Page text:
On May 25th, 2019, a strange, double-asteroid (1999 KW4) flew past Earth at a distance and speed that is likely to make a lot of people nervous. As always, there was no danger, since the asteroid passed Earth at a minimum distance of 5.2 million km (3.23 million mi), over 15 times greater than the distance between Earth of the Moon, and its orbit is well-understood by scientists.
Because of this, flyby was the perfect opportunity for the International Asteroid Warning Network (IAWN) to conduct a cross-organizational observing campaign of the asteroid 1999 KW4 as it flew by Earth. The European Southern Observatory (ESO) took part in this campaign and managed to capture some images of the object using the Very Large Telescope (VLT).
Beyond the Earth-Moon system, thousands of asteroids known as Near-Earth Objects (NEOs) are known to exist. These rocks periodically cross Earth’s orbit and make close a flyby of Earth. Over the course of millions of years, some even collide with the Earth, causing mass extinctions. Little wonder then why NASA’s Center for Near Earth Object Studies (CNEOS) is dedicated to monitoring the larger objects that occasionally come close to our planet.
One of these objects is 2012 TC4, a small and oblong-shaped NEO that was first spotted in 2012 during a close flyby of Earth. During its most recent flyby – which took place on Thursday, October 12th,2017 – an international team of astronomers led by NASA scientists used the opportunity to conduct the first international exercise to test global responses to an impending asteroid strike.
This exercise was known as the “TC4 Observation Campaign“, which began this past July and concluded with the asteroid flyby. It all began when astronomers at the European Southern Observatory’s (ESO) Paranal Observatory in Chile used the Very Large Telescope (VLT) to recover 2012 TC4. When the asteroid made its final close approach to Earth in mid-October, it passed Earth by at a distance of 43,780 km (27,200 mi).
The goal of this exercise was simple: recover, track and characterize a real asteroid as if it were likely to collide with Earth. In addition, the exercise was an opportunity to test the International Asteroid Warning Network, which conducts observations of potentially hazardous asteroids, attempts to model their behavior, make predictions, and share these findings with institutions around the world.
On Oct. 12th, TC4 flew by Earth at roughly 0.11 times the distance between Earth and the Moon. In the months leading up to the flyby, astronomers from the US, Canada, Columbia, Germany, Israel, Italy, Japan, the Netherlands, Russia and South Africa tracked TC4 from the ground. At the same time, space-based telescopes studied the asteroid’s orbit, shape, rotation and composition.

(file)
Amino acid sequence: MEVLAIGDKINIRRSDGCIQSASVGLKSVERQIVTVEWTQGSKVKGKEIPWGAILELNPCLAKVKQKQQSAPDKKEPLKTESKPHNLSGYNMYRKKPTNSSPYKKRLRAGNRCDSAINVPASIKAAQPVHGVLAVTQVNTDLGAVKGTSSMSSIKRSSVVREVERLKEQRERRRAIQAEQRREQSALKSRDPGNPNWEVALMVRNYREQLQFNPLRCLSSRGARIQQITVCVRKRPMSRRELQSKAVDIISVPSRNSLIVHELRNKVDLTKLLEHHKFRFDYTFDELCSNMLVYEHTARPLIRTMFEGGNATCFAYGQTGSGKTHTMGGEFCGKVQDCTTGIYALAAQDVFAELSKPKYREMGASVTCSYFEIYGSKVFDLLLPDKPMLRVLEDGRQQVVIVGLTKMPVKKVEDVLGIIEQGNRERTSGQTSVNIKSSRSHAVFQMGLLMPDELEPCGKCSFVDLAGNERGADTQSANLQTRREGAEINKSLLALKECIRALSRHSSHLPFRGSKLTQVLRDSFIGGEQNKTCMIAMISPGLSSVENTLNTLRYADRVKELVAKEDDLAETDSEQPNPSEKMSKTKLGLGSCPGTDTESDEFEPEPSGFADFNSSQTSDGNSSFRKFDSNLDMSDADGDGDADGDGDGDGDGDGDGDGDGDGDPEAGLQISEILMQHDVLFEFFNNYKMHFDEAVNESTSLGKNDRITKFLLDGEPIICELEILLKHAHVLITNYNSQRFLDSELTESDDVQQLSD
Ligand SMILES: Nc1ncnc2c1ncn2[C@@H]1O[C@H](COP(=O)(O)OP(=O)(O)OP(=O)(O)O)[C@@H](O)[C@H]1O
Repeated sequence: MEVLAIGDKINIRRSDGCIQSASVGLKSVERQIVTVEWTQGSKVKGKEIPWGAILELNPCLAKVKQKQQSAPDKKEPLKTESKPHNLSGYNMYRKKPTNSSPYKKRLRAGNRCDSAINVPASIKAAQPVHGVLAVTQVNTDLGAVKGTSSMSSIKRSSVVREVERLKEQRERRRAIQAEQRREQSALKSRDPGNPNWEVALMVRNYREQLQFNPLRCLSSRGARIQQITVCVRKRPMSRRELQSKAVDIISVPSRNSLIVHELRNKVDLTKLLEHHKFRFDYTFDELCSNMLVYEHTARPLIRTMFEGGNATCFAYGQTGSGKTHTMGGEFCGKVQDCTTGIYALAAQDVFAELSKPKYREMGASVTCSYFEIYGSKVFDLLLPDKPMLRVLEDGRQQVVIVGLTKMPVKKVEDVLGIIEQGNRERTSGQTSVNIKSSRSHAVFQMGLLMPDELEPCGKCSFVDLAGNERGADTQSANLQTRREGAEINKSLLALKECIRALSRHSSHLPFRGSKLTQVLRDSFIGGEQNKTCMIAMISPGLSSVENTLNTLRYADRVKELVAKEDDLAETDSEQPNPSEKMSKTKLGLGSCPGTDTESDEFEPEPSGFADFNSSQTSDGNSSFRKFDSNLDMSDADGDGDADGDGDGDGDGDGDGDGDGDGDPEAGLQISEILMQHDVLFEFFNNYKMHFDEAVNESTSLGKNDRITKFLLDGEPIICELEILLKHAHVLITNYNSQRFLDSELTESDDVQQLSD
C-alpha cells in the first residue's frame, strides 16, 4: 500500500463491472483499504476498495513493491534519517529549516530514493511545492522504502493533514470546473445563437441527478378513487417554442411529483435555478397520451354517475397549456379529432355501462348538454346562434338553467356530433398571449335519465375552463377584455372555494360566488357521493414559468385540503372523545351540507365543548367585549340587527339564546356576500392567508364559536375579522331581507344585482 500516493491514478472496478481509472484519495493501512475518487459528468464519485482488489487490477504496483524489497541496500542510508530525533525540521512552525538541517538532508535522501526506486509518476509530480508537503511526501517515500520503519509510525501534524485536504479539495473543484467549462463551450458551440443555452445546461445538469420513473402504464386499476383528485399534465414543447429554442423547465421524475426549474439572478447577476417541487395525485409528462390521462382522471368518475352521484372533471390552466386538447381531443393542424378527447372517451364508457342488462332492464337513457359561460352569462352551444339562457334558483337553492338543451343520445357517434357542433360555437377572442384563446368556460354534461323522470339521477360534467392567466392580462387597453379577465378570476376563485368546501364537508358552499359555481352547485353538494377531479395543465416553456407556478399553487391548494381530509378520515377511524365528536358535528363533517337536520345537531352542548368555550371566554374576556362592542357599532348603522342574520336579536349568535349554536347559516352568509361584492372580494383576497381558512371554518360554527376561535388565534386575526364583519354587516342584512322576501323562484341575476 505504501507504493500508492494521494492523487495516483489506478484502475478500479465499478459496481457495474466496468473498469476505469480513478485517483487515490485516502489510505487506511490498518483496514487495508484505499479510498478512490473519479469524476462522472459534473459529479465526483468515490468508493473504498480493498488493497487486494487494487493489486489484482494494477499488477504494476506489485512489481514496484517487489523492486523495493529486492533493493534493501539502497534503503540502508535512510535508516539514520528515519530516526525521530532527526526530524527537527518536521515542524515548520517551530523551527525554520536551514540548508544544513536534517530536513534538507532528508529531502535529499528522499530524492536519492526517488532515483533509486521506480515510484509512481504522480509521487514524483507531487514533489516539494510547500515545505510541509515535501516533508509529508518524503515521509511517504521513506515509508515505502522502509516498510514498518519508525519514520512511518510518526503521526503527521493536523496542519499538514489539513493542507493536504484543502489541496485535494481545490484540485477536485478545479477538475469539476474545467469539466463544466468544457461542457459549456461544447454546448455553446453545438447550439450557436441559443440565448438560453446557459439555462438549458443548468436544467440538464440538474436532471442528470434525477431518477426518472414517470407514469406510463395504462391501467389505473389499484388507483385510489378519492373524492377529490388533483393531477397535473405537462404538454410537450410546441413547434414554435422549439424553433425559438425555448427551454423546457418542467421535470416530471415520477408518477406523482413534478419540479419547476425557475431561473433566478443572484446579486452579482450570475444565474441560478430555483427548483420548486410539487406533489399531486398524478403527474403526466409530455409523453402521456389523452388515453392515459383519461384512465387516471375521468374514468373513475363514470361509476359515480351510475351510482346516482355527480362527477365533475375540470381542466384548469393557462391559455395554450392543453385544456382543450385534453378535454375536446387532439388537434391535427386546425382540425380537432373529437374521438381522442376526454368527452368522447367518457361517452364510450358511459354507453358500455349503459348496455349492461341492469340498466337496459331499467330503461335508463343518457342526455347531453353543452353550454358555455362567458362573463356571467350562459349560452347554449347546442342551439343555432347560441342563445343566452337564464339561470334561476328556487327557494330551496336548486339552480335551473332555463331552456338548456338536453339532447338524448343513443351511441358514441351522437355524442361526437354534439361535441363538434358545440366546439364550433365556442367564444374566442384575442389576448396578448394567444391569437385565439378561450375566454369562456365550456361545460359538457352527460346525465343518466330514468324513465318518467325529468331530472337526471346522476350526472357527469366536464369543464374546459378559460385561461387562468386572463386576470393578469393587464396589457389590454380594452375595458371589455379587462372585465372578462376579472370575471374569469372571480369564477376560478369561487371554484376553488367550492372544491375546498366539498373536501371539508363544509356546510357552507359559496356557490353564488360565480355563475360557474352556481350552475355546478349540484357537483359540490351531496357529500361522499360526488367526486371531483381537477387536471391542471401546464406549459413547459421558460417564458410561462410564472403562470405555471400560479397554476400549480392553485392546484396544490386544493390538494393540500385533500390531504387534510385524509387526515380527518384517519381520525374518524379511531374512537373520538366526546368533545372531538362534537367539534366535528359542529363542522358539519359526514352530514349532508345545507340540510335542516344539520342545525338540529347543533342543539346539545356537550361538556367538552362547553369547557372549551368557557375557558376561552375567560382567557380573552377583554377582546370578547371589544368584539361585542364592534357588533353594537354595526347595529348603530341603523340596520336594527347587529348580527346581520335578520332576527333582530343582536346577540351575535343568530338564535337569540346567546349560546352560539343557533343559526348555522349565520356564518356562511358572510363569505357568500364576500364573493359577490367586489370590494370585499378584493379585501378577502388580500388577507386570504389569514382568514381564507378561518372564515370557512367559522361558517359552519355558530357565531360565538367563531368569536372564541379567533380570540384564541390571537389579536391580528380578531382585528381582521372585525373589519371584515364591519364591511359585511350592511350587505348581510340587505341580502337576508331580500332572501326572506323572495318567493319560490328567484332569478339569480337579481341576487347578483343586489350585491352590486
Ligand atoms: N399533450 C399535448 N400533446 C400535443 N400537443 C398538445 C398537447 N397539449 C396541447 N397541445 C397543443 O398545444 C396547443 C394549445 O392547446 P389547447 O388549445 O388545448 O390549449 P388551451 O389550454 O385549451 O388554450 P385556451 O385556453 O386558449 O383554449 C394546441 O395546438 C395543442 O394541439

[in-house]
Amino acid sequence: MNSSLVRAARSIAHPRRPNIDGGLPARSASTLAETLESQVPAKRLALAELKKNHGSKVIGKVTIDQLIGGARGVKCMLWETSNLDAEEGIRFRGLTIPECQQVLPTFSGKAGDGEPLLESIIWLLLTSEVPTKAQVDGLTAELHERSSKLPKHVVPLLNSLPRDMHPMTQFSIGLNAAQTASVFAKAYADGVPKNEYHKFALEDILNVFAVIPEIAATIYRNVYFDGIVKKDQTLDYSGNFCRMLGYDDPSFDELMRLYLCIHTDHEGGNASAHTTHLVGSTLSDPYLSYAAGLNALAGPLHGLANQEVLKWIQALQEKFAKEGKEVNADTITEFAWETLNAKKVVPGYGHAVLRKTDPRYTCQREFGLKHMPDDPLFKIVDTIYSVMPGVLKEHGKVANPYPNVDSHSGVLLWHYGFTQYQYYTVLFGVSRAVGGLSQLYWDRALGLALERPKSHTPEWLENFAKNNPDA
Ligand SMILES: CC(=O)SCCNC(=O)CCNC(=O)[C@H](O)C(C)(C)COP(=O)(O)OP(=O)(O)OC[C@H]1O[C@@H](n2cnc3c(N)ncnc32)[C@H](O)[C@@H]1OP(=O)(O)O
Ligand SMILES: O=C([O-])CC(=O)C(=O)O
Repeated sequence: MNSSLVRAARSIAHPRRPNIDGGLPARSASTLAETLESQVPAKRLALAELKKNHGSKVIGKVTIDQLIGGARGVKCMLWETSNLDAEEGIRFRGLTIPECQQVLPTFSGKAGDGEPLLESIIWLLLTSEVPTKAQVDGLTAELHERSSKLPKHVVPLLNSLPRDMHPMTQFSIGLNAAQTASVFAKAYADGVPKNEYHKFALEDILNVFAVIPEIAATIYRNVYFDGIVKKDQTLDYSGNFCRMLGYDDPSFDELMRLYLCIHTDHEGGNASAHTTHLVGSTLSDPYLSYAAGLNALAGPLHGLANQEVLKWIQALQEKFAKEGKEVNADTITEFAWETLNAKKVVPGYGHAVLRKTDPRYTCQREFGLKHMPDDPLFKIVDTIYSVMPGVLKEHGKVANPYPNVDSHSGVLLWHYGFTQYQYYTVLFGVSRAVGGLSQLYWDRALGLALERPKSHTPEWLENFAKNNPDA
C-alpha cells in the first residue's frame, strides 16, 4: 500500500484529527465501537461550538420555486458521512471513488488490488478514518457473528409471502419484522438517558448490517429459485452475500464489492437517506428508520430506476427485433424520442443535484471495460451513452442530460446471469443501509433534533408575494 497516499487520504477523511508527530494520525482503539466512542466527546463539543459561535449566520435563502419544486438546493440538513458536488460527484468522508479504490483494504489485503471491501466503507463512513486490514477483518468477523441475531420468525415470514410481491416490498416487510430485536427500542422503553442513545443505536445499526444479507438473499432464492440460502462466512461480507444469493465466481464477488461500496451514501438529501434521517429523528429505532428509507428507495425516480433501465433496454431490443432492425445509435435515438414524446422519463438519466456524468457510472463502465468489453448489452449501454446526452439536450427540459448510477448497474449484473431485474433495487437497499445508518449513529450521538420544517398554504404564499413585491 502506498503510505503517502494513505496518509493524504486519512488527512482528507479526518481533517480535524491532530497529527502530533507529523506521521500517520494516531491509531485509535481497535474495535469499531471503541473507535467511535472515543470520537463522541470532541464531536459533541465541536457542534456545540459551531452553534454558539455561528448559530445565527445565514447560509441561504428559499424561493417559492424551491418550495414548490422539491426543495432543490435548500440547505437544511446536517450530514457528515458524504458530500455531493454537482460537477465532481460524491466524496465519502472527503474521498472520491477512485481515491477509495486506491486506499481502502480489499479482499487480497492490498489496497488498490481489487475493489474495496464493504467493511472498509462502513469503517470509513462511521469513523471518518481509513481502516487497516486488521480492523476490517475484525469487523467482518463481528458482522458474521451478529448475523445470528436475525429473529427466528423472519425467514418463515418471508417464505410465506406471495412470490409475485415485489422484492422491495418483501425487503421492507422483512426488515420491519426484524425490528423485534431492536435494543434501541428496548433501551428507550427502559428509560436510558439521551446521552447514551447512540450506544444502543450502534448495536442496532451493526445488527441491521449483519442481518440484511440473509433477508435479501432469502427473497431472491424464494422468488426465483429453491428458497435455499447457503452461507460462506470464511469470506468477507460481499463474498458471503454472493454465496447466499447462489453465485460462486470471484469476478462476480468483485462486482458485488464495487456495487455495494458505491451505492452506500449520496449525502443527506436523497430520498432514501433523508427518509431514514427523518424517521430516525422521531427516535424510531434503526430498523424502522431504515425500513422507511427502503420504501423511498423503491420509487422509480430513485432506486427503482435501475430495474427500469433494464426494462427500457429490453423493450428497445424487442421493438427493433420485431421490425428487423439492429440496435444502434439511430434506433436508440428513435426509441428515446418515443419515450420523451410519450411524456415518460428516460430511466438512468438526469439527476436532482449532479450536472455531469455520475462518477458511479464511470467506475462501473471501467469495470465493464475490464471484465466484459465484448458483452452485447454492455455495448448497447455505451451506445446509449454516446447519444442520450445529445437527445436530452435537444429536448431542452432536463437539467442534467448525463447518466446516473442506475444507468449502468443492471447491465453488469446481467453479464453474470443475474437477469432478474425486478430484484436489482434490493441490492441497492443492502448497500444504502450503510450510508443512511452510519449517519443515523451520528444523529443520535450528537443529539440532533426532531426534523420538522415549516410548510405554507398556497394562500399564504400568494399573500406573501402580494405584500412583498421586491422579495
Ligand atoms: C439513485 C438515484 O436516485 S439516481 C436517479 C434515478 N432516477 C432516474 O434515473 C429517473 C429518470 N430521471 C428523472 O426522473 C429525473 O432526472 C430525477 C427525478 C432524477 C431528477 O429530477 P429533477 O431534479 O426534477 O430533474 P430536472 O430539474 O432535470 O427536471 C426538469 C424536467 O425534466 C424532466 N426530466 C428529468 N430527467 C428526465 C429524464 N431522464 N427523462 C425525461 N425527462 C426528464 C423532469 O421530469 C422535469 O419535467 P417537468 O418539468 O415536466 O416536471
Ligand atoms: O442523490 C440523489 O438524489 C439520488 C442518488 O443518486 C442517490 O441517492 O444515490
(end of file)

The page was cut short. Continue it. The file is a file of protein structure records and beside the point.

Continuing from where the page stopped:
“This campaign was an excellent test of a real threat case. I learned that in many cases we are already well-prepared; communication and the openness of the community was fantastic. I personally was not prepared enough for the high response from the public and media – I was positively surprised by that! It shows that what we are doing is relevant.”
Based on their observations, scientists at CNEOS – which is located at the Jet Propulsion Laboratory in Pasadena, California – were able to determine all the necessary characteristics of TC4. This included its precise orbit, the distance it would pass by Earth on Oct. 12th, and discern if there was any possibility of a future impact. As Davide Farnocchia, a member of CNEOS who led the effort to determine the asteroid’s orbit, explained:
“The high-quality observations from optical and radar telescopes have enabled us to rule out any future impacts between the Earth and 2012 TC4. These observations also help us understand subtle effects such as solar radiation pressure that can gently nudge the orbit of small asteroids.”
Multiple observatories also dedicated their optical telescopes to studying how fast TC4 rotates. As Eileen Ryan – the director of the Magdalena Ridge Observatory, which conducted observations of the asteroids rotation – indicated, “The rotational campaign was a true international effort. We had astronomers from several countries working together as one team to study TC4’s tumbling behavior.”
What they found that the small asteroid rotated slowly, which was rather surprising. Whereas small asteroids typically rotate very quickly, TC4 had a rotational period of just 12 minutes, and also appeared to be tumbling. Other observations revealed some interesting things about the shape of TC4.
These were conducted by astronomers using NASA’s Goldstone Deep Space Network antenna in California, and the National Radio Astronomy Observatory‘s Green Bank Telescope in West Virginia. Their reading helped refine size estimates of the asteroid, indicating that it is elongated and measures approximately 15 meters (50 ft) long and 8 meters (25 feet) wide.
Determining TC4’s composition was more challenging. Due to unfavorable weather conditions that coincided with the flyby, instruments like NASA’s Infrared Telescope Facility (IRTF) at the Mauna Kea Observatory in Hawaii were unable to get a good look at the asteroid. However, spectra was obtained on the asteroid that indicated that it has a rocky body, which means it is an S-type asteroids.
Typically, ground-based elements determine an asteroid’s composition based on their color. Whereas dark asteroids are known for being carbon-rich (C-type), bright asteroids are predominantly composed of silicate minerals (S-type). As Lance Benner, who led the radar observations at JPL, explained:
“Radar has the ability to identify asteroids with surfaces made of highly reflective rocky or metallic materials. We were able to show that radar scattering properties are consistent with a bright rocky surface, similar to a particular class of meteorites that reflect as much as 50 percent of the light falling on them.”